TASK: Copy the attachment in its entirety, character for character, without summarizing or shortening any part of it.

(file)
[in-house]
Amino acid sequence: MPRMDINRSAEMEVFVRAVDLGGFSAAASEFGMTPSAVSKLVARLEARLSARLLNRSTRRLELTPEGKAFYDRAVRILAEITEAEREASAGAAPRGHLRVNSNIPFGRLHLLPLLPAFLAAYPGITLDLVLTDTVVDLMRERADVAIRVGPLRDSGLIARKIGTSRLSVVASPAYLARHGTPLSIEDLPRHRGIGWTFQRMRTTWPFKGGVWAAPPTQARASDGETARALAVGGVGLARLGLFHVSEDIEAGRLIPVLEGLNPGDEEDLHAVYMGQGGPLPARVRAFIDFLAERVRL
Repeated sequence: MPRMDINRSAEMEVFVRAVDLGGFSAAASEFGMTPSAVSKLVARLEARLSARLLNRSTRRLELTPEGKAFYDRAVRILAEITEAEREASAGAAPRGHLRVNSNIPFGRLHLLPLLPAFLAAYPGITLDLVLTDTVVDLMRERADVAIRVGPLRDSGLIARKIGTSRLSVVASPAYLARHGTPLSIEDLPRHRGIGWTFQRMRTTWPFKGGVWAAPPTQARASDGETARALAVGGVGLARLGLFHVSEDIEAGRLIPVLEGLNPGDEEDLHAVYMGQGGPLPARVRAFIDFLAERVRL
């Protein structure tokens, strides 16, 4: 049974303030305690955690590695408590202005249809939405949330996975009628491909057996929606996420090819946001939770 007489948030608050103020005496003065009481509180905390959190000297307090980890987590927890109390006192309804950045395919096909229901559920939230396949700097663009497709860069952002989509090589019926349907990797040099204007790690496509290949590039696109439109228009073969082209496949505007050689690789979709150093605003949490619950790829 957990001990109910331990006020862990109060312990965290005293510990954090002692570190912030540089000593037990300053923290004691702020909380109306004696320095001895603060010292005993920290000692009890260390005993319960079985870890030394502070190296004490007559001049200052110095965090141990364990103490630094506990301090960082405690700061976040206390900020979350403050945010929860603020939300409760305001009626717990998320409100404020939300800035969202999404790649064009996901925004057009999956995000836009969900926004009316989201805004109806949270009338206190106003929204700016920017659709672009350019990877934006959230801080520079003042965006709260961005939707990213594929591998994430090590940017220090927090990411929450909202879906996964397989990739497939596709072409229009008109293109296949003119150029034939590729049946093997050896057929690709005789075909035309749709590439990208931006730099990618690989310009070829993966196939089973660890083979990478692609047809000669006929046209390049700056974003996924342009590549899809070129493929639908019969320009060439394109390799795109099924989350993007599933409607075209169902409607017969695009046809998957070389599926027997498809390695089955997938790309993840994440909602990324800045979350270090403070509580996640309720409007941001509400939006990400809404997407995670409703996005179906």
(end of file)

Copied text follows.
[in-house]
Amino acid sequence: MPRMDINRSAEMEVFVRAVDLGGFSAAASEFGMTPSAVSKLVARLEARLSARLLNRSTRRLELTPEGKAFYDRAVRILAEITEAEREASAGAAPRGHLRVNSNIPFGRLHLLPLLPAFLAAYPGITLDLVLTDTVVDLMRERADVAIRVGPLRDSGLIARKIGTSRLSVVASPAYLARHGTPLSIEDLPRHRGIGWTFQRMRTTWPFKGGVWAAPPTQARASDGETARALAVGGVGLARLGLFHVSEDIEAGRLIPVLEGLNPGDEEDLHAVYMGQGGPLPARVRAFIDFLAERVRL
Repeated sequence: MPRMDINRSAEMEVFVRAVDLGGFSAAASEFGMTPSAVSKLVARLEARLSARLLNRSTRRLELTPEGKAFYDRAVRILAEITEAEREASAGAAPRGHLRVNSNIPFGRLHLLPLLPAFLAAYPGITLDLVLTDTVVDLMRERADVAIRVGPLRDSGLIARKIGTSRLSVVASPAYLARHGTPLSIEDLPRHRGIGWTFQRMRTTWPFKGGVWAAPPTQARASDGETARALAVGGVGLARLGLFHVSEDIEAGRLIPVLEGLNPGDEEDLHAVYMGQGGPLPARVRAFIDFLAERVRL
């Protein structure tokens, strides 16, 4: 049974303030305690955690590695408590202005249809939405949330996975009628491909057996929606996420090819946001939770 007489948030608050103020005496003065009481509180905390959190000297307090980890987590927890109390006192309804950045395919096909229901559920939230396949700097663009497709860069952002989509090589019926349907990797040099204007790690496509290949590039696109439109228009073969082209496949505007050689690789979709150093605003949490619950790829 957990001990109910331990006020862990109060312990965290005293510990954090002692570190912030540089000593037990300053923290004691702020909380109306004696320095001895603060010292005993920290000692009890260390005993319960079985870890030394502070190296004490007559001049200052110095965090141990364990103490630094506990301090960082405690700061976040206390900020979350403050945010929860603020939300409760305001009626717990998320409100404020939300800035969202999404790649064009996901925004057009999956995000836009969900926004009316989201805004109806949270009338206190106003929204700016920017659709672009350019990877934006959230801080520079003042965006709260961005939707990213594929591998994430090590940017220090927090990411929450909202879906996964397989990739497939596709072409229009008109293109296949003119150029034939590729049946093997050896057929690709005789075909035309749709590439990208931006730099990618690989310009070829993966196939089973660890083979990478692609047809000669006929046209390049700056974003996924342009590549899809070129493929639908019969320009060439394109390799795109099924989350993007599933409607075209169902409607017969695009046809998957070389599926027997498809390695089955997938790309993840994440909602990324800045979350270090403070509580996640309720409007941001509400939006990400809404997407995670409703996005179906």